Ex-senator Tatad to SC: Lift TRO on Poe's disqualification
MANILA, Philippines – Former Senator Francisco Tatad on Monday, January 4, asked the Supreme Court (SC) to lift the temporary restraining order (TRO) it issued in December on the ruling of the Commission on Elections (Comelec) cancelling the candidacy of presidential aspirant Grace Poe.
In a 64-page comment filed through his lawyer Manuelito Luna, Tatad asked the SC to dissolve the TRO it issued last December 28.
The SC had granted Poe's petitions seeking to stop the Comelec from canceling her certificate of candidacy for president due to the disqualification complaints against her.
The senator's camp earlier accused the poll body of grave abuse of discretion after two Comelec divisions ruled to cancel her COC. The decisions were upheld by the Comelec en banc, or the commission sitting as a whole, with a 5-2 vote on the 1st division case, and a 5-1 vote on the 2nd division case.
The disqualification case with the 1st division was filed by Tatad and two university professors, while the 2nd division case was filed by lawyer Estrella Elamparo.
In the same comment, Tatad also asked the High Tribunal to deny Poe's plea to consolidate the disqualification cases against her.
He also opposed Poe's request for the inhibition of 3 SC associate justices who voted against Poe in the Senate Electoral Tribunal (SET).
TRO not warranted
The former senator said the TRO issued to Poe was not warranted because she failed to provide "convincing evidence" that the Comelec erred in ordering the cancellation of her COC.
Tatad also contested Poe's claims that the Comelec committed grave abuse of discretion. He said that the poll body "anchored its findings, conclusions or rulings on the Constitution, the law or jurisprudence, after a meticulous examination of the facts and the evidence presented."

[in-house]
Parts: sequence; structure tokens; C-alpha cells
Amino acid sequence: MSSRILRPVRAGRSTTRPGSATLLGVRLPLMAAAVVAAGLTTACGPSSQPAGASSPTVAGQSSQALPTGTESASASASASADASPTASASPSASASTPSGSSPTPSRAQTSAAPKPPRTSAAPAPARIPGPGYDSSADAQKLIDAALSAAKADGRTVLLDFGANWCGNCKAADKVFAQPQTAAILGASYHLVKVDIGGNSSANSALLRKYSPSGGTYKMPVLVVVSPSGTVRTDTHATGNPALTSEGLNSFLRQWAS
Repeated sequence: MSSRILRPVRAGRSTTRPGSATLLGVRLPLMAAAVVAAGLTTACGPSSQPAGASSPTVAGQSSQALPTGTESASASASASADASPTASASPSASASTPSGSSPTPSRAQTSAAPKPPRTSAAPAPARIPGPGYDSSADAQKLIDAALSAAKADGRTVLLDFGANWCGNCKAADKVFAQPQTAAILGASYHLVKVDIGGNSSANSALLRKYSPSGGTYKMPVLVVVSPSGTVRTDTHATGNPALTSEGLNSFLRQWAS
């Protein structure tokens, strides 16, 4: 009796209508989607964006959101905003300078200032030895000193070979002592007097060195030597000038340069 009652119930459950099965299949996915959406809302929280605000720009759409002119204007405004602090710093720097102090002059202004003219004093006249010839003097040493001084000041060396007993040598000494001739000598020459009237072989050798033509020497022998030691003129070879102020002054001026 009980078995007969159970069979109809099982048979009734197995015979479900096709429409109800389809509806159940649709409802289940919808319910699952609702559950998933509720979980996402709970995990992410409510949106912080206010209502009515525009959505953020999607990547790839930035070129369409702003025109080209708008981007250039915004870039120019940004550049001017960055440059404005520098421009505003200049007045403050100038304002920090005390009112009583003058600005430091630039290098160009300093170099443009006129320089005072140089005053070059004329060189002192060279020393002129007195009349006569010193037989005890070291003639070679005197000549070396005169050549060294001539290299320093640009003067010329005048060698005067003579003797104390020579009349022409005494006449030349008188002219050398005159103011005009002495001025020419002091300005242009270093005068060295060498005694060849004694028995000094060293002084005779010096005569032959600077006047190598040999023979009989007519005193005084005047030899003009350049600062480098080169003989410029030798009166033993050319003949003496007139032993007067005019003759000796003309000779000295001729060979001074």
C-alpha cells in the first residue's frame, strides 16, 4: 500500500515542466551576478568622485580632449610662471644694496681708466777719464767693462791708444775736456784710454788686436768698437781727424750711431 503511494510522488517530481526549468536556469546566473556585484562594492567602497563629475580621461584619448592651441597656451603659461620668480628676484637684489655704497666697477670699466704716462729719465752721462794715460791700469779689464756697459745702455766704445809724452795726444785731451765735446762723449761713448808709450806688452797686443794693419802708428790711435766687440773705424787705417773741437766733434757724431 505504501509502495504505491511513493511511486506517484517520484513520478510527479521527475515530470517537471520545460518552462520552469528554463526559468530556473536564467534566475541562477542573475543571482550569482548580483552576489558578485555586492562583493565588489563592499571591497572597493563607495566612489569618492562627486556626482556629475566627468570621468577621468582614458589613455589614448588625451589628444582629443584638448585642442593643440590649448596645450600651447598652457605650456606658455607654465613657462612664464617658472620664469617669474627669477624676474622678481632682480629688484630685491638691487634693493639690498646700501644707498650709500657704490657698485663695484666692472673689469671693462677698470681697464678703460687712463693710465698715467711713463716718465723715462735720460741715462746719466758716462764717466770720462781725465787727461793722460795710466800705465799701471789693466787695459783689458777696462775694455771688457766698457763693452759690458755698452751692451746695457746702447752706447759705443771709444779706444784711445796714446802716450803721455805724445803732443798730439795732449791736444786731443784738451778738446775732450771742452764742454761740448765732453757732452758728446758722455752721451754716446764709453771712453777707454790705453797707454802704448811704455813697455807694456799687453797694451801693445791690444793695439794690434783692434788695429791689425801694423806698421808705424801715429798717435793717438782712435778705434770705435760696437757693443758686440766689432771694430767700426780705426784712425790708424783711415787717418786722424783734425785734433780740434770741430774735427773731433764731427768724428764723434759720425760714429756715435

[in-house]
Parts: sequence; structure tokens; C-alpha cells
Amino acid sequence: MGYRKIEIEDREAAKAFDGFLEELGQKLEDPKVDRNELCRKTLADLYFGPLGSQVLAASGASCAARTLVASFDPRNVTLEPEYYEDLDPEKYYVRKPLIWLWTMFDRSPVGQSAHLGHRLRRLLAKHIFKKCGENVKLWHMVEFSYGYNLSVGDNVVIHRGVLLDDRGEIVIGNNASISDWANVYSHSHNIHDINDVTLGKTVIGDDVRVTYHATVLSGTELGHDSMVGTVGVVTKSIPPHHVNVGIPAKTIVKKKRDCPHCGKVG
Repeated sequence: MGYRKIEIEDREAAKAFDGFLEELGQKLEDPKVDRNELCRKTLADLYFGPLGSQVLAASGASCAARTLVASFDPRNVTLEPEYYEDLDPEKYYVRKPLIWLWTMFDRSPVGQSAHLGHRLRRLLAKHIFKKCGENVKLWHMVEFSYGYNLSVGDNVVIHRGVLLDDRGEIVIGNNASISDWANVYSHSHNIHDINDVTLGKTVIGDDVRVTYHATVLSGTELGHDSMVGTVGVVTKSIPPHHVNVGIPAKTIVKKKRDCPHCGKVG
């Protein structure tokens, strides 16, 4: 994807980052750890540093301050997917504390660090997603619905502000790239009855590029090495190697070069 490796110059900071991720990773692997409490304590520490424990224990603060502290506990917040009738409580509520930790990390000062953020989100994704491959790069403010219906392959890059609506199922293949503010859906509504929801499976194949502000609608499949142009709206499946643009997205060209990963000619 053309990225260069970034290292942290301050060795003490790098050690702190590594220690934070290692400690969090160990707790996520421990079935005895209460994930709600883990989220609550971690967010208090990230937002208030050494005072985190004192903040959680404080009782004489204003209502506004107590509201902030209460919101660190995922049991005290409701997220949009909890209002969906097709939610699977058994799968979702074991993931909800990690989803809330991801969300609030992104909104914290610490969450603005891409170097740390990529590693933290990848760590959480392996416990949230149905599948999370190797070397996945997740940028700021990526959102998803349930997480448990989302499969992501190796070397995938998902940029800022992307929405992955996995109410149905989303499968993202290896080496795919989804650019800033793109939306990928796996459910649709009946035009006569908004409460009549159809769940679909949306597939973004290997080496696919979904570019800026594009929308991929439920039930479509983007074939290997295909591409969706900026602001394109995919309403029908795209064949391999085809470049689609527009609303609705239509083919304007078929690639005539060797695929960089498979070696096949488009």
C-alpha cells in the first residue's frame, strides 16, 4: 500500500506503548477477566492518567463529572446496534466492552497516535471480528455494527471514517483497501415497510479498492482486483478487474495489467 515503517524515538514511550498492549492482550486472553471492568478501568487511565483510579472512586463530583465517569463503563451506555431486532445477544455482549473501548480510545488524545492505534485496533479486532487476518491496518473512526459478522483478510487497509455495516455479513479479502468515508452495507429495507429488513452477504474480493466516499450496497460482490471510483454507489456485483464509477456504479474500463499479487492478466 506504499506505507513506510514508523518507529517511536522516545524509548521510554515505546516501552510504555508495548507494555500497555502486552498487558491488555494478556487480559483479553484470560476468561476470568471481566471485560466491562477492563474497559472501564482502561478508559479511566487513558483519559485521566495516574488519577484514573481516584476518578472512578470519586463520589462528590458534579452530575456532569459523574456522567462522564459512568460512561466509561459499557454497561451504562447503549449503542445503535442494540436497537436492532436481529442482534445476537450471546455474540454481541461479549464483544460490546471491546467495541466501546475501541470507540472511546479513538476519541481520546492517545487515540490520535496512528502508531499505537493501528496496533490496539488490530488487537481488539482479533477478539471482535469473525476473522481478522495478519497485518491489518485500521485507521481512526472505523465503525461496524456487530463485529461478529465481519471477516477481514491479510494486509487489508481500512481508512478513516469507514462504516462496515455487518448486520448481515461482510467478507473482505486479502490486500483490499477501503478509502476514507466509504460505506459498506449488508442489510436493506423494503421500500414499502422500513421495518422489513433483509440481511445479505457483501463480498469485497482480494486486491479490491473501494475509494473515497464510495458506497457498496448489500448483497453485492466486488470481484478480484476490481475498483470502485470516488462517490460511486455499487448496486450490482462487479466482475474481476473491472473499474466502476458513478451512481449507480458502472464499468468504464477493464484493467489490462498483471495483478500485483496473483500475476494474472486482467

He added: "Petitioner Poe questions the proceedings...by raising a litany of grounds but without presenting convincing evidence tending to prove that errors of jurisdiction or grave abuse of discretion were committed by public respondent. In light of this, the assailed resolutions [by the Comelec] cannot be set aside or reversed."
Inhibition of SC justices
In the same comment, Tatad also opposed Poe's request for associate justices Antonio Carpio, Teresita Leonardo de Castro, and Arturo Brion to inhibit from her disqualification cases.
The 3 justices, who are part of the 9-member SET, voted to disqualify Poe based on petitioner Rizalito David's claim that the senator is not a natural-born Filipino.
Five members of the SET, however, voted in favor of Poe and denied David's petition.
Carpio, De Castro, and Brion have already inhibited from the petition filed by David questioning the SET decision.
A notice of resolution received by David last week showed that the 3 justices have decided to recuse themselves "due to prior participation in the SET."
OSG backs SET ruling
Meanwhile, the Office of the Solicitor General (OSG) backed the ruling of the SET, where 5 senators voted to uphold Poe's status as a natural-born Filipino and recognized her rights as an adopted child.
“The SET reasonably and correctly ruled that proof of private respondent’s status as a foundling did not necessarily equate to the lack of proof of Filipino parentage. Neither did it translate to an inability to prove Filipino parentage,” Solicitor General Florin Hilbay said in a 28-page comment also filed on Monday.
Hilbay said the SET was right when it ruled in Poe's favor, based on evidence such as the senator's physical features and the circumstances of her discovery.
Poe, the adopted daughter of movie stars Jesusa Sonora Poe (Susan Roces) and Ronald Allan Kelley Poe (Fernando Poe Jr), was found abandoned in the parish of Jaro in Iloilo in 1968.
The argument that Poe needs to prove that either of her biological parents is Filipino imposes undue burden on the senator, Hilbay added.
“To impose scientific levels of certainty, as by way of a DNA sample of a Filipino parent, as the only acceptable means to prove one’s filiation, would be to impose a burden significantly higher than that which is normally required for these proceedings,” he said. – Rappler.com
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